forgotten your purpose?

written by Erica Quam

I'm going to start off by asking you a BIG question: Why do you coach? This is a different question than what got you into coaching? or who influenced you? This one cuts straight to the core. You may struggle to find the right words to answer this question from your head. This is the kind of question you answer from your heart. 


As a young coach - I would close my eyes and think about the year ahead. The idealistic me didn't focus on best times or wins and losses. I pictured the faces of the girls on the team. I imagined them at the end of the year - with a proud smile of accomplishment on their face. I envisioned high five's and fist pumps! I even thought about them standing in their caps and gowns at graduation. These are the things I remembered when I thought back to my collegiate athletic experience. 

What do they need to learn about themselves before they leave? How can I make a small difference in their lives?

I knew my job was to help them get faster in the pool. I believed my role was to help them be better people - by helping them navigate the season and learn life lessons - through sports. That's stuff kept me up at night. That's what I got really excited about! 


I learned quickly - especially as a head coach - how challenging it was to keep that vision as the priority. The actual day to day of a coach's job comes with high expectations, a long list of responsibilities, and lots of unknown variables - that pop up out of the blue. There's always pressure to improve. Be great on the field. Get the best recruits and make them better. Compete. Set records. Win!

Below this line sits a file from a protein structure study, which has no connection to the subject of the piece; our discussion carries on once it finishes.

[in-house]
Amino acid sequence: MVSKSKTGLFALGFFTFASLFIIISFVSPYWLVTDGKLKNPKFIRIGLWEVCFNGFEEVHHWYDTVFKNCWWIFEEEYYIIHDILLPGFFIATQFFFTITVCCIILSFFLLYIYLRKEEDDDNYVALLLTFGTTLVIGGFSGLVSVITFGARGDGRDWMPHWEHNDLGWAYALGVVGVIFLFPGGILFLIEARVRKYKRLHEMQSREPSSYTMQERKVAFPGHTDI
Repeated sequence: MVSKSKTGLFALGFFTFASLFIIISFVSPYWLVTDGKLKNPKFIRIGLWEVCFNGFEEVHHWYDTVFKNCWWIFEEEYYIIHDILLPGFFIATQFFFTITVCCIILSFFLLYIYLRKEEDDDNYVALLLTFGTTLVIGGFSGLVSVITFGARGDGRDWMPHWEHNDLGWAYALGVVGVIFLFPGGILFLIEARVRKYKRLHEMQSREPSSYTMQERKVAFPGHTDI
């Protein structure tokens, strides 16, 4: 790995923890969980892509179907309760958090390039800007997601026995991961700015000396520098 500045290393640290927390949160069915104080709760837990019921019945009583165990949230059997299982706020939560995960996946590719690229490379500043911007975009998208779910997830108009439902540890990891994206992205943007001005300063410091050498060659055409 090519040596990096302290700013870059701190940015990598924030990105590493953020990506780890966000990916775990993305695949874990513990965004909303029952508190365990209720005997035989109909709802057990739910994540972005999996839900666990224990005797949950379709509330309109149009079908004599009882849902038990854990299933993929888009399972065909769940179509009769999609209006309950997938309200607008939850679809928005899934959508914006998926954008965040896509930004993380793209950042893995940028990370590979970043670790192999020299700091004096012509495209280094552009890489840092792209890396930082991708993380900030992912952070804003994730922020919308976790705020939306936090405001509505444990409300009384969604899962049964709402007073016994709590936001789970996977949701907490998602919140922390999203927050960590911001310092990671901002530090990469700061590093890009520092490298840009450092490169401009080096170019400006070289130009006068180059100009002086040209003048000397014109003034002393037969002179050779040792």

The real reason coaches get into coaching may get the midst of the daily stress of the job. Issues come up you never dreamed you'd have to deal with! Coaches may veer away from who they are and what they keep their jobs and please everybody else. 

You may need to reconnect with your original purpose if:

  1. Your sense of humor has evolved into cynicism - with a lot more edge and bite.
  2. Your fuse is short. You're less patient and more critical. 
  3. You get easily frustrated and blame others when challenges come up.
  4. You feel the pangs of jealousy when other coaches are successful.
  5. You dread the start of the season wondering how long you can keep this up.


The way to reconnect with your purpose - I believe  - is to look within. You won't find your answers on the outside.

You can try... You can look around for that quick fix...colluding with other coaches, binging on social media, alcohol, or television that numbs for a bit. That may help temporarily; however, you'll end up right back where you started.


I believe the only way to stay connected with your purpose as a coach is to work on yourself. The more you work on yourself - the better you'll be for yourself and others.